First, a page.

5 questions to help you qualify your prospect

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Have you ever walked onto a car showroom floor and immediately the salesperson starts showing you the latest models that are way above your budget and are not what you were looking for in the first place?

This high-pressure selling makes you instantly lose confidence in the salesperson. Emotion is a big part of buying and selling. One of the biggest emotions is fear. Fear that you will be ripped off. Fear that you will buy the wrong product or a product that is of inferior quality. Fear that you could have got a better deal elsewhere. Fear that once the salesperson has got your money, they won’t care a fig about you should something go wrong with your product.

When you have come up with a new product or service and wish to sell it to prospective customers, you need to qualify your leads upfront. It’s no use making a sales presentation only to find out that the potential buyer doesn’t need or want your product or can’t afford it.

Here are a list of five qualifying questions that will help you not only qualify a potential buyer but will save you time and in extreme cases avoid embarrassing yourself:

1 Does the prospective customer need my product or service? It’s important to find out the prospect’s needs. What has triggered their search? What value will the prospect gain from your product? What is the business case if you are selling to a business buyer?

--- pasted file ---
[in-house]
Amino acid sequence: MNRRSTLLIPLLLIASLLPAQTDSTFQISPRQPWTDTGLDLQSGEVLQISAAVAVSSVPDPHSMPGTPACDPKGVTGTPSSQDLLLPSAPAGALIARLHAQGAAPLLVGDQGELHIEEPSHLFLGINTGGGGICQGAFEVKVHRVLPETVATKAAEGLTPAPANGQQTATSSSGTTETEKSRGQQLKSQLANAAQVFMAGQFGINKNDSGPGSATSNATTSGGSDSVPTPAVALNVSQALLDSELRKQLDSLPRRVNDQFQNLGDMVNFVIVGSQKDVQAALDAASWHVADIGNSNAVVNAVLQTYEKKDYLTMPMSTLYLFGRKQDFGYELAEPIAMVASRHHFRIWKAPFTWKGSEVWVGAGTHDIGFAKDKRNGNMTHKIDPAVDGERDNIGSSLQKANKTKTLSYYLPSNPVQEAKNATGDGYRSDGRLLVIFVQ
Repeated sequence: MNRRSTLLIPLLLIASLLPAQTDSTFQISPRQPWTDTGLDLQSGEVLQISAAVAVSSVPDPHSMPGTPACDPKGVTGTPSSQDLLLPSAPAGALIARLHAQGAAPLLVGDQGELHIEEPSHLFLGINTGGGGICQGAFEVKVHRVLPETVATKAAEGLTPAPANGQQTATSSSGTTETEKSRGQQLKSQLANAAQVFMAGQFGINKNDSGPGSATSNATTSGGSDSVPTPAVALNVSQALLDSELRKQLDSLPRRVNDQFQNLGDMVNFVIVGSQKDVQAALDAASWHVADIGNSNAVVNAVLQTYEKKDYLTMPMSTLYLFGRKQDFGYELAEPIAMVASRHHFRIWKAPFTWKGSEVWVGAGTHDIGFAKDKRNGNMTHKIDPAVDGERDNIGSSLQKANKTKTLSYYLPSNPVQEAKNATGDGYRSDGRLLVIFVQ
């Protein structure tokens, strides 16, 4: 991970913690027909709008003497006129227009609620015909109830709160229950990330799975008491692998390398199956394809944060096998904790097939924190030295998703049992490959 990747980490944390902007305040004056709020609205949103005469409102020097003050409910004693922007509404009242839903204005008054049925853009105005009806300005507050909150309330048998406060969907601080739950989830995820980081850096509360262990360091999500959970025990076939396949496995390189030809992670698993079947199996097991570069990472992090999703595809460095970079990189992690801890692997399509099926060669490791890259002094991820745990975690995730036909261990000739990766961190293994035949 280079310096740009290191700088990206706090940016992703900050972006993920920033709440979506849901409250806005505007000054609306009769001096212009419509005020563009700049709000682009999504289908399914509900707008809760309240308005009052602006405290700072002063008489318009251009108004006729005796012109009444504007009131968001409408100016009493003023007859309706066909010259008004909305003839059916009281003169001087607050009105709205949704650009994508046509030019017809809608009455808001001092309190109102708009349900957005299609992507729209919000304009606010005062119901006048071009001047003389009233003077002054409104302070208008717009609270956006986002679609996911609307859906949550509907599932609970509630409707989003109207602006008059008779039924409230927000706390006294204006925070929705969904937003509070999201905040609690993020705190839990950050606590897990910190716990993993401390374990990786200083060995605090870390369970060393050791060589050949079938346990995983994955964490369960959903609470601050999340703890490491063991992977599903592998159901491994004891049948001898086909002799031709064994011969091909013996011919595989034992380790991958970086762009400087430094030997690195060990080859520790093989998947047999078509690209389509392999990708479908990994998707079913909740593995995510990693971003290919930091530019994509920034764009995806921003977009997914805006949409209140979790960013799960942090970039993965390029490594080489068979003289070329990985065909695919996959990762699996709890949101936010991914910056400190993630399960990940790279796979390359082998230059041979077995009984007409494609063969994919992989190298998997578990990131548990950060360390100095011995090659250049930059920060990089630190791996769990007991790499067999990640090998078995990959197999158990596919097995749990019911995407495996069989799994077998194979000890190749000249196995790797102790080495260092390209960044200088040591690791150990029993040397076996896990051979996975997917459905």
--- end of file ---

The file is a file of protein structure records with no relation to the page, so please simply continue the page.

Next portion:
2 Can my product or service meet the prospect’s needs? That sounds like an obvious question but many sellers overlook it. Will your product provide the best solution for the prospect?
3 Will the prospect be able to afford my product or service? It’s no use selling to a prospect who is broke or will only be able to afford your product in six months’ time. A simple “How much are you planning to spend?” question will help qualify budget.
4 Is the prospect the real decisionmaker, the right person? Wives decide on houses, for instance. You can’t sell only to the husband if the wife is the final decisionmaker. In B2B sales, if the prospect is not the decisionmaker, you won’t strike a deal.
5 How ready is the prospect to make a decision to own your product or service? If your lead only needs to buy at the end of the year, you will be wasting your time trying to convince them to buy now. A prospect with a car that has a seized engine is more than ready to buy.

These simple questions can help you eliminate non-starter prospects, put aside the cold ones for later follow-up when their needs may change and to identify your hot prospects.

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